We went from 2 to 3 with 2 blue lines, love, hope, excitement, and expectation.
We went from 3 to 2 with hospital speak, devastation, heartbreak, emptiness, confusion, anger, despair, and desperation.
We’ll remember every day, in spite of having nothing to hold, nothing to show, no memories to draw on.
I returned to work, who were incredibly supportive of my absence, just over a week later, and that was another milestone in coping with miscarriage.
I learned quickly that after the first; ‘are you OK?’, people didn’t really know what else to say, and didn’t really want to bring up the subject of miscarriage; perhaps in fear of upsetting me, perhaps because they didn’t understand it, or perhaps because it’s not the done thing.
That silence or unwillingness from others to talk about it made it harder for me. I had lost something. I was grieving, and no one seemed to understand.
That’s why I continued to write about miscarriage on my own blog, Northern Man, and seek out opportunities to support other people going through what we did, via The Dad Network, via my own circle of friends (I found it amazing and also worrying how many of my friends had gone through similar, but I hadn’t known due to them never talking about it apart from behind closed doors), and via charities like Tommy’s.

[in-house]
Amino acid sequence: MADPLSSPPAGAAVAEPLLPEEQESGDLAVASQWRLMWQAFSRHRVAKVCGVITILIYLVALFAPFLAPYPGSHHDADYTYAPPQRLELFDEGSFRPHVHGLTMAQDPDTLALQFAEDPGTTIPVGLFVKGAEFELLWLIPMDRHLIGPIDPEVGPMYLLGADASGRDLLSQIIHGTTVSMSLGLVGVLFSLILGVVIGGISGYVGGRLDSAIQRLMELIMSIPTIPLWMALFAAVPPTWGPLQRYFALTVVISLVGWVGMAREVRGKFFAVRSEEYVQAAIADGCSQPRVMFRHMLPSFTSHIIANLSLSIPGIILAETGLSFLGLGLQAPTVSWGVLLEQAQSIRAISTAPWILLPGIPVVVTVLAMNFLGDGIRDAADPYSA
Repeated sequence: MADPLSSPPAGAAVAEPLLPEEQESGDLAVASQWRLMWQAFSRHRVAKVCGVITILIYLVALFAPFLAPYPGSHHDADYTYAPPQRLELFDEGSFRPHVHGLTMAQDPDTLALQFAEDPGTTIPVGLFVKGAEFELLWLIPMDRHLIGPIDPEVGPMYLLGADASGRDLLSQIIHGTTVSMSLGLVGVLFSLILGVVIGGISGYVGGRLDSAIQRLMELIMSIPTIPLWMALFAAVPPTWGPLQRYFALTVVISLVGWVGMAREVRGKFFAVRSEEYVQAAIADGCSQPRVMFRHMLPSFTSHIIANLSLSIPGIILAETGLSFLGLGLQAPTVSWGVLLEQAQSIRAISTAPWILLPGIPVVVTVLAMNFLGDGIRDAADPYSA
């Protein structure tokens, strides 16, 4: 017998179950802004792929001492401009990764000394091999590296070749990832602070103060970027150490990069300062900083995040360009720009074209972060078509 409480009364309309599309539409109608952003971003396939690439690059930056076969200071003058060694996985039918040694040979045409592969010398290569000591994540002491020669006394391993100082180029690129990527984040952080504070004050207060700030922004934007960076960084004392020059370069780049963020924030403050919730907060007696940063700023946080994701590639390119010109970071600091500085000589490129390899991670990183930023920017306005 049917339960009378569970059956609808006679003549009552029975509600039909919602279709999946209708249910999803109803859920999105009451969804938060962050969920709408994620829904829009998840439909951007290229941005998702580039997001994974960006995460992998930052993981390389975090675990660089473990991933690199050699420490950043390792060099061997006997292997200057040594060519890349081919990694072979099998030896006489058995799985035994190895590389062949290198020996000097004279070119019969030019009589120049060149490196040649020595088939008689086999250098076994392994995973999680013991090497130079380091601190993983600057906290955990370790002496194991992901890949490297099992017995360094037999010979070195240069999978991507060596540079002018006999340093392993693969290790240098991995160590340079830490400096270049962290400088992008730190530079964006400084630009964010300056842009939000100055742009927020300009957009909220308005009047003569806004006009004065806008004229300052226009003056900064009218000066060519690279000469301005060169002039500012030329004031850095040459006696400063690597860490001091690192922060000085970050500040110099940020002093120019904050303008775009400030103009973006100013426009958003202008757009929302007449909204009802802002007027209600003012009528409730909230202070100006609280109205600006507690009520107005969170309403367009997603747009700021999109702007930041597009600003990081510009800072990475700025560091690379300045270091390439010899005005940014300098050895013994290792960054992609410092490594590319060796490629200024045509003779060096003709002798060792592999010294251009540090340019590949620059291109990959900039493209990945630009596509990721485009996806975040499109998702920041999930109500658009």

20 months later we marked ‘The Last of The Firsts’ as it could have been the 1st birthday of our rainbow baby on 18th February 2017.
I had written previously about coping with miscarriage, and that the word ‘recovery’ was the most appropriate.
I also stated that:
People don’t ask how we feel about our miscarriage.
They don’t ask how we’re coping.
They don’t ask about the impact it’s had.
It was also at this time that I signed up to run The Great North Run for Tommy’s; an attempt to raise awareness of miscarriage and offer what little support I can in the shape of a familiar experience, a knowing ear to listen with and in the form of cold hard cash via sponsorship money in order to support their research and their quest to support families.
I wish I had known then what I know now about miscarriage, about men and miscarriage, and about the support that exists for men and women going through that most terrible of times, and I hope that my small efforts can go some way to making sure that a few more people get the support they need to help them get through it.
This year we have our biggest ever team entering The Great North Run! Entries have now closed, but if you were successful in the ballot you can sign up to be an own place runner. We can't wait to cheer you on!
I didn't need ten days, I passed my baby the next day, I knew I was no longer pregnant, the second scan confirmed a blighted ovum, but to me that wasn't a blighted ovum, that was my baby.
On that Monday I remember saying to the nurse, "I'm worried it might be ectopic." Her reply was that it probably wasn't. And that was that.
The best thing anyone said to us was that parenthood is a roller coaster, sometimes right from the start - I think it sums up our experience perfectly.
I have always been someone who believes in everything happens for a reason but when something happens THRICE I can only try to be positive.